I am a 56 year old male and have experienced vitreous floaters for a couple years. Over the past few months, I've noticed a substantial increase in the number and size of the floaters that have become quite bothersome (although no flashes of light). I've had two dilated exams by a retina specialist who indicated there is no evidence of retina detachment or holes. I'm aware that over time floaters can become less bothersome but I have a couple general questions. 1) After a period of a noticeable increase in the number and size of floaters, is there a tendency for the number and size of floaters to decrease, or 2) once begun, do the number and size of floaters tend to remain the same or even continue to progress such that they may be further compromise vision, and 3) I'm aware there is much debate about possible treatment options for floaters (e.g., floaters-only vitrectomy, laser), however, are there any potential new or improved treatment options that may be coming such that us floaters-sufferers may have some hope for relief in a few years. Thank you for your attention.
There are no formal studies on numbers of floaters since it's so subjective and hard to quantitate. Since floaters are related to posterior vitreous detachments which increase with age the number of people with floaters increases with time.
Speaking from my practice and my personal experience I would say that floaters are most noted during the first weeks after they appear and then we start to tune them out.
Overwhelmingly ophthalmologists do not recommend vitrectomies for floaters. The risks are too high. There are some herbal homeopathic medicines sold to reduce floaters, they are useless and a waste of money.
Hi: How did you get over your floaters? This is barb am having a hard time but am finally starting to get used to mine. It just moves with your eye right? This has been tough but how do you get over it? Barb.
I don't feel it is in everyone's interest to just ignore floaters especially when they become entangled and create a web right in front of your vision. If you have really poor vision to begin with it can hamper your ability to read and drive. I also do bead work and it is almost impossible to see with those entanglements right in my field of vision.
Hey, by age 50 half the population have harmless aging floaters. There is no medication or laser that gets rid of them and surgery (Vitrectomy) is too dangerous. So what else is there than to try and ignore them?
I did have a Vitrectomy to get rid of floaters in my right eye and an IOL implant after that. I can see much clearer in that eye and want to have it done to the other eye. You have to have extremely poor vision with floaters to understand how the Vitrectomy improves your vision. The operation only took 1/2 hour to 45 minutes to complete. The only drawback is that you will probably develop a cataract afterwards. I'm 56 years old and if you are healthy otherwise it isn't that dangerous. As with any surgery there is a danger, but people take these risks every day. Where would the gain be in medicine today if patients did nothing and never took the risks to advance it?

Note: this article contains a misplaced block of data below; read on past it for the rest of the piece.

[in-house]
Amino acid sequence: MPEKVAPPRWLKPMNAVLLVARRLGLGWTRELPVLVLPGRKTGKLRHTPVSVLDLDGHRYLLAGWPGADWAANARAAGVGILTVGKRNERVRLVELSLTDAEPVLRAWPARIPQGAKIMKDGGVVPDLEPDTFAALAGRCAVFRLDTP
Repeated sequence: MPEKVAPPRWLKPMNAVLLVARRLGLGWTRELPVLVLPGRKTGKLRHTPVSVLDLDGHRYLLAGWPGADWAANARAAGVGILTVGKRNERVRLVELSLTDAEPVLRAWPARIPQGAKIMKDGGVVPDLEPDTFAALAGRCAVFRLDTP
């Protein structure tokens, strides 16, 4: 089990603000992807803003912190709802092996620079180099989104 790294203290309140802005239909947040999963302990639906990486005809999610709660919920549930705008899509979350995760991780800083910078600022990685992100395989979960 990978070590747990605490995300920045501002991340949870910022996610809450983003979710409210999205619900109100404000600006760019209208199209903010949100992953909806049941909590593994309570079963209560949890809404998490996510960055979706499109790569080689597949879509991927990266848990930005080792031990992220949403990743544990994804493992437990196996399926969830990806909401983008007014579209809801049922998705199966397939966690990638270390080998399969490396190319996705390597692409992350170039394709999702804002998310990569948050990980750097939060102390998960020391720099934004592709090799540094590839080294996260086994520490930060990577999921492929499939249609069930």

Hi Dr. Just getting back on the message board; thanks for answering my question; guess what no retinal detachment and my retinal specialist said i only have a few normal floaters. None in the right eye; my lesion is healed and i do have a scar tissue from the laser treatment. I wish they had an eye drop for them that you can just go to the store and remove them. I am looking into surgery as i am tired of having them and the scar tissue to look at. I am sorry you have to go through this too Doctor. Mine are affecting my vision.
I feel that floaters differ just as people differ,but telling me to ignore my floaters is like telling me to ignore an elephant in the living room. It is impossible. The good news is my Dr thinks the most bothersome ones that happened during a retinal tear may settle, They looked smaller to him yesterday at my check up,but so far they are the same to me. I find wearing sunglasses helps a lot.
Good luck with yours.
There are other options to ignoring .I know a lady
who elected to take a chance on surgery and is NOW free of those "elephant floaters" That lady told her Dr that she would rather have no sight in that eye than to have her entire visual field covered with them. She had very little vision anyway, therefore she had nothing to loose, Many have had success with laser. For now I am just wearing sunglasses a lot hsum4. That really has helped me not to see them as much.I also enjoy my rooms dimmed somewhat.
My Drs at Mayo Clinic have assured me that research is being done ,and they are very understanding about how bothersome floaters can be.
I thank God for understanding doctors and for the hope they have offered me. :O)
Hi This is Barb again; how can you ignore floaters right in front of you and the swirling kind? I am wearing my sunglasses more and am wearing an eye patch when the swirling gets me crazy; how do you not let them drive you nuts; thanks; sorry that you have them too.